John Dilnot is a man after my own heart. Using clipped illustrations of birds and months he arranges them to create beautiful dioramas within wooden boxes. Dilnot frequently lines the interiors with antique maps and arranges the birds in small flocks, setting them on perpetual cartographic journeys. You can see an archive of John’s work here and some boxes that are still available here. He also sells prints and postcards, just get in touch. Y’know, I was in a terrible New Age band in high school called Perpetual Cartographic Journeys but that’s a story for another time. (via staceythinx)
Pennsylvania artist and designer Paula Swisher takes doodling in the margins of old engineering and science manuals to new heights. She began the illustrations using nothing but ballpoint pen and white-out similar to Mark Powell’s envelopes, but soon explored new materials including colored pencil, gouache and other mixed media like thread and cut-out paper. Via email she tells me:
I’ve been using scientific imagery and information graphics off and on in my work. I seem to be drawn to the contrived sense of order that they show. In the drawings mentioned, superimposing bird imagery, hopefully, creates a visual metaphor for our attempts to make sense of our experiences.
I’ve been wanting to post the work of Yulia Brodskaya for almost a year and was thrilled to discover this new art piece entitled Loves Doves. Her work is unique in that it involves the placement of carefully cut, colored and bent strips of paper called quilling, giving her work a rich texture and depth. Julia was born in Moscow and now lives and works in the UK making quilled paper illustrations for some of the world’s top brands and publications. (via lustik)
This beautiful typographic poster made of folded paper was designed and constructed by Montreal-based designers Kyosuke Nishida, Brian Li and Dominic Liu for the Words Can Fly A Thousand Miles Project. The piece shows a number of origami cranes bursting through the surface of carefully crafted type. Via their website:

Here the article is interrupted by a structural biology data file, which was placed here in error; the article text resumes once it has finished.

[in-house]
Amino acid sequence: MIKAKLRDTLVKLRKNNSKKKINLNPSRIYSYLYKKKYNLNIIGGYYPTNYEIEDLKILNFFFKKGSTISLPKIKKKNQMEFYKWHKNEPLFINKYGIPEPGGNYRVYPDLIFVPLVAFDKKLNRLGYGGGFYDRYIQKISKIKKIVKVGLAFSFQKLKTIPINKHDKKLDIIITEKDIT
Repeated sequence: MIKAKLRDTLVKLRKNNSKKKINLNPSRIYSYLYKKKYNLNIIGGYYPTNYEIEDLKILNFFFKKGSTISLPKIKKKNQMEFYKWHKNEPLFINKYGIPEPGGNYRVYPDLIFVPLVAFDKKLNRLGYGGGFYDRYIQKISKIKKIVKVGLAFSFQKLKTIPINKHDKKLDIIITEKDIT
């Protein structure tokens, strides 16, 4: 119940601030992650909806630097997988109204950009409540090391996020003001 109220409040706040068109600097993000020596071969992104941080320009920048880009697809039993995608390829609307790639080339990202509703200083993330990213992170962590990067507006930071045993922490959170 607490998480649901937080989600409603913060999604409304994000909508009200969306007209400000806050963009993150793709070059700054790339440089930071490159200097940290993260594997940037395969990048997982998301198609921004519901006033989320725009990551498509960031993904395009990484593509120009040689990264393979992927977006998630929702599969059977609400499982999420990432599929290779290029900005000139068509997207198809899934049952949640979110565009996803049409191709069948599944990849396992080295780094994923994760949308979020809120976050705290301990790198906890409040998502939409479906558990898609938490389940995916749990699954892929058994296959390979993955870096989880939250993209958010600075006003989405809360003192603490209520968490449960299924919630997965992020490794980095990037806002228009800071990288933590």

This design was inspired by the Japanese traditional custom, Senbazuri, which means a group of a thousand origami cranes. It is customary to fold these cranes to wish someone luck. We wanted to pay tribute to this custom through the process of constructing the paper sculpture.
The words on the poster were inspired by the instant encouragement and consoling words that Japanese people were able to receive just after the tsunami and earthquakes hit Japan, through social networking services such as Facebook and Twitter.
Using fake fingernails, nail polish, barrettes, false eyelashes, jewelry, walnut, and Swarovski crystals, artist (and former park ranger!) Laurel Roth assembles these amazing peacocks. Via her website:
I use art as a medium to examine biological ramifications of human behavior. My work juxtaposes traditional craft and artisanal techniques with non-traditional materials to examine mankind’s drive to modify itself as well as its environment. By playing with the convergence of biology and product design to create new cultural artifacts, I try to question social constructions of need, design, and individual desire.